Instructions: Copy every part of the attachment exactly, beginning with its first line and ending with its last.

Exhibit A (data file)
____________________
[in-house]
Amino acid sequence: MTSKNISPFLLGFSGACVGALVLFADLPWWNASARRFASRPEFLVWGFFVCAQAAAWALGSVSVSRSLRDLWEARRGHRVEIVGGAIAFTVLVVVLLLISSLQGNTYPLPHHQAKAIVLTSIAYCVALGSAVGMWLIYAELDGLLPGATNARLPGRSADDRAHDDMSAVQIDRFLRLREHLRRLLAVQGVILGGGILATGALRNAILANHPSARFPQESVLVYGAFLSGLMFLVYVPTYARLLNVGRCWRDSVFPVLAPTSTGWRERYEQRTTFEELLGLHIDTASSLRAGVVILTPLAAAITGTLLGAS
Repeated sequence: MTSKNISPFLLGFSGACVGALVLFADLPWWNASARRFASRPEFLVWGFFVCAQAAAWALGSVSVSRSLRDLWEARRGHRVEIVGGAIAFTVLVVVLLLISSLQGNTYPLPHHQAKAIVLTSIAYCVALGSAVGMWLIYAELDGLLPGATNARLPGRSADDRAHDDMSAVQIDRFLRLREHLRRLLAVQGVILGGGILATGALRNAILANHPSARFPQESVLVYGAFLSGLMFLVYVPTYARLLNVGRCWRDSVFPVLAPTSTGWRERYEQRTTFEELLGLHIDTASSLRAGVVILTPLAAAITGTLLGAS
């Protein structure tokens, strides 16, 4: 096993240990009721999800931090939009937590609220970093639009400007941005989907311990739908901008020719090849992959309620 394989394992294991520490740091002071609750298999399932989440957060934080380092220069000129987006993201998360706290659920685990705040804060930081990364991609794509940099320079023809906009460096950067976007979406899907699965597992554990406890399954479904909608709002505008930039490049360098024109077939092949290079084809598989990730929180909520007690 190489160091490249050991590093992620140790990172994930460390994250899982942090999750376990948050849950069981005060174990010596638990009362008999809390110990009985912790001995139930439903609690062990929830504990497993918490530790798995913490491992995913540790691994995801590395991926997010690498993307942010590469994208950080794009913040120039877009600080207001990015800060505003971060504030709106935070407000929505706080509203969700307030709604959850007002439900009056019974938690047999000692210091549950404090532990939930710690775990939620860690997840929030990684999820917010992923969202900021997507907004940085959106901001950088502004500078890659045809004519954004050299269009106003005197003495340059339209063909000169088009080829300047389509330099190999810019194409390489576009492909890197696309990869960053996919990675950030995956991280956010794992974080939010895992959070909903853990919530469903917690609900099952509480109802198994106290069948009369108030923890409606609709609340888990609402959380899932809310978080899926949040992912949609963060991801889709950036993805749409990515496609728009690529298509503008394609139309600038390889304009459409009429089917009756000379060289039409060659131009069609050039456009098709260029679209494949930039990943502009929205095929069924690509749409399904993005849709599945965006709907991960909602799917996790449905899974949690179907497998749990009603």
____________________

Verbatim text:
[in-house]
Amino acid sequence: MTSKNISPFLLGFSGACVGALVLFADLPWWNASARRFASRPEFLVWGFFVCAQAAAWALGSVSVSRSLRDLWEARRGHRVEIVGGAIAFTVLVVVLLLISSLQGNTYPLPHHQAKAIVLTSIAYCVALGSAVGMWLIYAELDGLLPGATNARLPGRSADDRAHDDMSAVQIDRFLRLREHLRRLLAVQGVILGGGILATGALRNAILANHPSARFPQESVLVYGAFLSGLMFLVYVPTYARLLNVGRCWRDSVFPVLAPTSTGWRERYEQRTTFEELLGLHIDTASSLRAGVVILTPLAAAITGTLLGAS
Repeated sequence: MTSKNISPFLLGFSGACVGALVLFADLPWWNASARRFASRPEFLVWGFFVCAQAAAWALGSVSVSRSLRDLWEARRGHRVEIVGGAIAFTVLVVVLLLISSLQGNTYPLPHHQAKAIVLTSIAYCVALGSAVGMWLIYAELDGLLPGATNARLPGRSADDRAHDDMSAVQIDRFLRLREHLRRLLAVQGVILGGGILATGALRNAILANHPSARFPQESVLVYGAFLSGLMFLVYVPTYARLLNVGRCWRDSVFPVLAPTSTGWRERYEQRTTFEELLGLHIDTASSLRAGVVILTPLAAAITGTLLGAS
């Protein structure tokens, strides 16, 4: 096993240990009721999800931090939009937590609220970093639009400007941005989907311990739908901008020719090849992959309620 394989394992294991520490740091002071609750298999399932989440957060934080380092220069000129987006993201998360706290659920685990705040804060930081990364991609794509940099320079023809906009460096950067976007979406899907699965597992554990406890399954479904909608709002505008930039490049360098024109077939092949290079084809598989990730929180909520007690 190489160091490249050991590093992620140790990172994930460390994250899982942090999750376990948050849950069981005060174990010596638990009362008999809390110990009985912790001995139930439903609690062990929830504990497993918490530790798995913490491992995913540790691994995801590395991926997010690498993307942010590469994208950080794009913040120039877009600080207001990015800060505003971060504030709106935070407000929505706080509203969700307030709604959850007002439900009056019974938690047999000692210091549950404090532990939930710690775990939620860690997840929030990684999820917010992923969202900021997507907004940085959106901001950088502004500078890659045809004519954004050299269009106003005197003495340059339209063909000169088009080829300047389509330099190999810019194409390489576009492909890197696309990869960053996919990675950030995956991280956010794992974080939010895992959070909903853990919530469903917690609900099952509480109802198994106290069948009369108030923890409606609709609340888990609402959380899932809310978080899926949040992912949609963060991801889709950036993805749409990515496609728009690529298509503008394609139309600038390889304009459409009429089917009756000379060289039409060659131009069609050039456009098709260029679209494949930039990943502009929205095929069924690509749409399904993005849709599945965006709907991960909602799917996790449905899974949690179907497998749990009603």